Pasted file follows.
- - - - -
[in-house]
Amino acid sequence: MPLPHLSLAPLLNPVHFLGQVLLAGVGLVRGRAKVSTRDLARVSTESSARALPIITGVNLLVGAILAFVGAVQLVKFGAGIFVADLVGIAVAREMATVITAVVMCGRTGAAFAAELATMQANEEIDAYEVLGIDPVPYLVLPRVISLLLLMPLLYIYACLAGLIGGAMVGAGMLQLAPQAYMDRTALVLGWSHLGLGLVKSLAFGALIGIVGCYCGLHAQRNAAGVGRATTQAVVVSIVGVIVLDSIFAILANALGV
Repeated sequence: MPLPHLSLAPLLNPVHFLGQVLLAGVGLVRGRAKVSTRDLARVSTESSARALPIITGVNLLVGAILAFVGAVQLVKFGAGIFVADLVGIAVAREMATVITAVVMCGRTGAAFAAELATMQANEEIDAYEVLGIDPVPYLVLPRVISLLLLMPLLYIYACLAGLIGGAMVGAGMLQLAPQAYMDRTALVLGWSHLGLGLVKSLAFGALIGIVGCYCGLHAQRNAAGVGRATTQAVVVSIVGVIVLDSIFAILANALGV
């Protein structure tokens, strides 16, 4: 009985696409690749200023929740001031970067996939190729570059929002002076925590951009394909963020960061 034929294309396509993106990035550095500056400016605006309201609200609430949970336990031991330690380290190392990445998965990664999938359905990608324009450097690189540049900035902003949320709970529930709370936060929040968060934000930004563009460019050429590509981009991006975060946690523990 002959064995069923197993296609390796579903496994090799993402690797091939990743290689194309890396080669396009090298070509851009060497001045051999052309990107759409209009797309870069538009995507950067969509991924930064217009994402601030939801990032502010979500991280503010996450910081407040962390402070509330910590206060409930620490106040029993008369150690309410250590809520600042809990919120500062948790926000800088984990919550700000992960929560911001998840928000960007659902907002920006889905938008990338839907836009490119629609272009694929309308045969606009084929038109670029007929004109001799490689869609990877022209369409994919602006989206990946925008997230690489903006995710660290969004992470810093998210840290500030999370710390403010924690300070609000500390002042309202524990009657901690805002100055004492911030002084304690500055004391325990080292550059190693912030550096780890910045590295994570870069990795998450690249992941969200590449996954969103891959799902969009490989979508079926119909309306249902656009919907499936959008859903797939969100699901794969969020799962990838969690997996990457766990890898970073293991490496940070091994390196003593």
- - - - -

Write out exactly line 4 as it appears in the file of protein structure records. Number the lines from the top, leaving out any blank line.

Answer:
């Protein structure tokens, strides 16, 4: 009985696409690749200023929740001031970067996939190729570059929002002076925590951009394909963020960061 034929294309396509993106990035550095500056400016605006309201609200609430949970336990031991330690380290190392990445998965990664999938359905990608324009450097690189540049900035902003949320709970529930709370936060929040968060934000930004563009460019050429590509981009991006975060946690523990 002959064995069923197993296609390796579903496994090799993402690797091939990743290689194309890396080669396009090298070509851009060497001045051999052309990107759409209009797309870069538009995507950067969509991924930064217009994402601030939801990032502010979500991280503010996450910081407040962390402070509330910590206060409930620490106040029993008369150690309410250590809520600042809990919120500062948790926000800088984990919550700000992960929560911001998840928000960007659902907002920006889905938008990338839907836009490119629609272009694929309308045969606009084929038109670029007929004109001799490689869609990877022209369409994919602006989206990946925008997230690489903006995710660290969004992470810093998210840290500030999370710390403010924690300070609000500390002042309202524990009657901690805002100055004492911030002084304690500055004391325990080292550059190693912030550096780890910045590295994570870069990795998450690249992941969200590449996954969103891959799902969009490989979508079926119909309306249902656009919907499936959008859903797939969100699901794969969020799962990838969690997996990457766990890898970073293991490496940070091994390196003593």